Arrival is a melancholy movie, very deliberately built out of paradoxes: fear commissions the operation of reason. Violence induces compassion. Visitors arrive without traveling. Hope exists in the sure knowledge of tragedy. Being a piece of art, it expresses these paradoxes with particular symbols, from the lexical to the musical to the visual idiom that we’re used to in the movies around us. And being a piece of science fiction, it’s concerned with the world of the creators far more than with the world of the fiction, which serves as an extended metaphor for the human experience.
A million years from now, Corvosapiens is the greatest intelligence on Earth. Humans are now a matter for their archaeologists to debate, while none yet realize that the Third Order Stars are the last remaining artificial satellites.
But they will soon. Their three-dimensional assumptions, in addition to the observations of the planet made by athletes flying at high altitudes, give them an easier philosophical route to space than humans ever had. Continue reading “The Corvosapien”
I often talk about the future, thanks to Alvin Toffler, as a shockwave. I have to figure out how to face that wave every day. If I’m too far out in front of it, the best I can hope for is to be posthumously recognized as a person ahead of their time. Alan Turing was such a man, tortured to suicide by the government and country that he saved, for the homosexual proclivities that his country’s enemies had vowed to eradicate. And here I am, typing in a café on a Turing Machine the size of a single information theory paper written by Turing. Even worse, I don’t have the intelligence, talent, or clarity of thought that Turing had. So the best I can hope for is to be a third-rate Manfred Macx. And he’s not even real.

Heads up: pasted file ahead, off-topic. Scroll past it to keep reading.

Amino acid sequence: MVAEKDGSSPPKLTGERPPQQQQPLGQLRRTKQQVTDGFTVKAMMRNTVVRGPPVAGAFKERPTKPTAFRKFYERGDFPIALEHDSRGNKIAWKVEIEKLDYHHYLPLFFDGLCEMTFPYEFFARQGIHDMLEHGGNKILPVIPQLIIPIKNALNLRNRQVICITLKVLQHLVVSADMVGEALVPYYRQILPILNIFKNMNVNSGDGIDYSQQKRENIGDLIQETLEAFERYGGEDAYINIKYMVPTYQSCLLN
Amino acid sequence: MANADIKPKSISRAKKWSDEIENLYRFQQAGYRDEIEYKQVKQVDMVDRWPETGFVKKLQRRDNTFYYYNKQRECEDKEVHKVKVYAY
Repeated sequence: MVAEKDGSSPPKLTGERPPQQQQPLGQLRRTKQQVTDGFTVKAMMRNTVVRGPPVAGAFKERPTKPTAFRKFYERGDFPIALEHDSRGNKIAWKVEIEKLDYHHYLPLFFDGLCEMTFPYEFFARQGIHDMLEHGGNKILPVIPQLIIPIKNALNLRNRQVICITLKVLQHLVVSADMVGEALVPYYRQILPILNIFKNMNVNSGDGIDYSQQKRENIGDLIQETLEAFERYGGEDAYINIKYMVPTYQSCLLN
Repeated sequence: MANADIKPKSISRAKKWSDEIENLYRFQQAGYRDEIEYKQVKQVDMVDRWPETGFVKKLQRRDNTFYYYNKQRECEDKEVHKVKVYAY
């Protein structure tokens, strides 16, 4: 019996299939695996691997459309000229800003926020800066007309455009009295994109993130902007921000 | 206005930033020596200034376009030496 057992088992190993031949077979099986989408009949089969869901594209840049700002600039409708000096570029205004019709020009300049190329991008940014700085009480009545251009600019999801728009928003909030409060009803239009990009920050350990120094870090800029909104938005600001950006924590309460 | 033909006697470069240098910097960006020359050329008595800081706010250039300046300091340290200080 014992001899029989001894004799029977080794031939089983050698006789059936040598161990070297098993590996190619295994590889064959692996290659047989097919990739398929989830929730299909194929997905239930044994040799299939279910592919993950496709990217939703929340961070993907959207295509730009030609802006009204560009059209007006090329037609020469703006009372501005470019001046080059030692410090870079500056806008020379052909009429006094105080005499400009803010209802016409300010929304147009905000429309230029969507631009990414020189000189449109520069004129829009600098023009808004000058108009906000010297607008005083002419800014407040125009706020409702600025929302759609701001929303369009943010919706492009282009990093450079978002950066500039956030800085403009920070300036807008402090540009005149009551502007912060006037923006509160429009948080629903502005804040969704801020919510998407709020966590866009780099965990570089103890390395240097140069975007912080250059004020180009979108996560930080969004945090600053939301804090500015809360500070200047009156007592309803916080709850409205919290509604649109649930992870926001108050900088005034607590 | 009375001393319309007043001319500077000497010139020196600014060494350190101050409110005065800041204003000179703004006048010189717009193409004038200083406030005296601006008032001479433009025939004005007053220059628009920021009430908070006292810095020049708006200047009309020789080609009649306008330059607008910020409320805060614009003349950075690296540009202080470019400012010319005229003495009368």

Another danger is to try to live on the crest of the wave. But it’s crowded with the cowardly investors of Wall Street, who recognize when risk has been carefully polished out of a system by the hard work of creators and laborers, then extract its benefits at minimal cost. These are also consumers, who choose from available, low-cost products and services. They benefit from shaken-out designs, mass production, and the low costs associated with both. The particular goods eventually fail (through wear or obsolescence), and they discard them for new ones. They don’t feel the need to understand the materials of their lives; they’ve been driven into a panic by the value-extractors taking all the space at the top of the wave, and so don’t have the time to self educate. Eventually, though, propelled up faster than they can move forward, they fall into the churn behind the shockwave with a collective cry of “I don’t understand Dubstep!“.
But the rising wave. Ahh, the rising wave. That’s the slope lift that carries gulls in that skating, sideways motion at the shore and, facing them, is the curl ridden by surfers.*
… wait, no I haven’t. But I really love Winchell Chung’s site Atomic Rockets. It’s all sorts of explanations of how science fiction and space opera stuff might or can’t work. Stuff like laser guns, aliens, and, of course, atomic rockets.
It’s full of old SF paperback covers, rational discussion, and a clear deep enjoyment of the subject matter. Check it!